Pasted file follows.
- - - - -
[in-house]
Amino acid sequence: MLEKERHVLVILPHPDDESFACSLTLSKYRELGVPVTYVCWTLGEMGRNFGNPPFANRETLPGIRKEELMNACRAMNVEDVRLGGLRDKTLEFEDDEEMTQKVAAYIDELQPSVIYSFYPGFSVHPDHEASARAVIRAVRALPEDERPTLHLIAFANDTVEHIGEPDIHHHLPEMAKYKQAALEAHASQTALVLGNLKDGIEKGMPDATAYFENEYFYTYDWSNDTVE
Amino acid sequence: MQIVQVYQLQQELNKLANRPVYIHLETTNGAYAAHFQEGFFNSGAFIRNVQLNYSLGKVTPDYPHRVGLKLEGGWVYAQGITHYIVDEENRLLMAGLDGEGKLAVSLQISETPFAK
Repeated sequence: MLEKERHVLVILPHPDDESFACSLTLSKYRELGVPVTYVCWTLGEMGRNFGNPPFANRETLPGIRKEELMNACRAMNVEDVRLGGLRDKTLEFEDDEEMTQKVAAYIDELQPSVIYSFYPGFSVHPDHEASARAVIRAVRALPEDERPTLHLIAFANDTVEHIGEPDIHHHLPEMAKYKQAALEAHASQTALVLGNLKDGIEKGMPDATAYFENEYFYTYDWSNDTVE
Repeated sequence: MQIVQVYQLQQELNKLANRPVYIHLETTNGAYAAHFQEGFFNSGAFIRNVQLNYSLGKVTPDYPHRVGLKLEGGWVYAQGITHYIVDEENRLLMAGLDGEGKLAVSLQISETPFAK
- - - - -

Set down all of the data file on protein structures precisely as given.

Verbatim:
[in-house]
Amino acid sequence: MLEKERHVLVILPHPDDESFACSLTLSKYRELGVPVTYVCWTLGEMGRNFGNPPFANRETLPGIRKEELMNACRAMNVEDVRLGGLRDKTLEFEDDEEMTQKVAAYIDELQPSVIYSFYPGFSVHPDHEASARAVIRAVRALPEDERPTLHLIAFANDTVEHIGEPDIHHHLPEMAKYKQAALEAHASQTALVLGNLKDGIEKGMPDATAYFENEYFYTYDWSNDTVE
Amino acid sequence: MQIVQVYQLQQELNKLANRPVYIHLETTNGAYAAHFQEGFFNSGAFIRNVQLNYSLGKVTPDYPHRVGLKLEGGWVYAQGITHYIVDEENRLLMAGLDGEGKLAVSLQISETPFAK
Repeated sequence: MLEKERHVLVILPHPDDESFACSLTLSKYRELGVPVTYVCWTLGEMGRNFGNPPFANRETLPGIRKEELMNACRAMNVEDVRLGGLRDKTLEFEDDEEMTQKVAAYIDELQPSVIYSFYPGFSVHPDHEASARAVIRAVRALPEDERPTLHLIAFANDTVEHIGEPDIHHHLPEMAKYKQAALEAHASQTALVLGNLKDGIEKGMPDATAYFENEYFYTYDWSNDTVE
Repeated sequence: MQIVQVYQLQQELNKLANRPVYIHLETTNGAYAAHFQEGFFNSGAFIRNVQLNYSLGKVTPDYPHRVGLKLEGGWVYAQGITHYIVDEENRLLMAGLDGEGKLAVSLQISETPFAK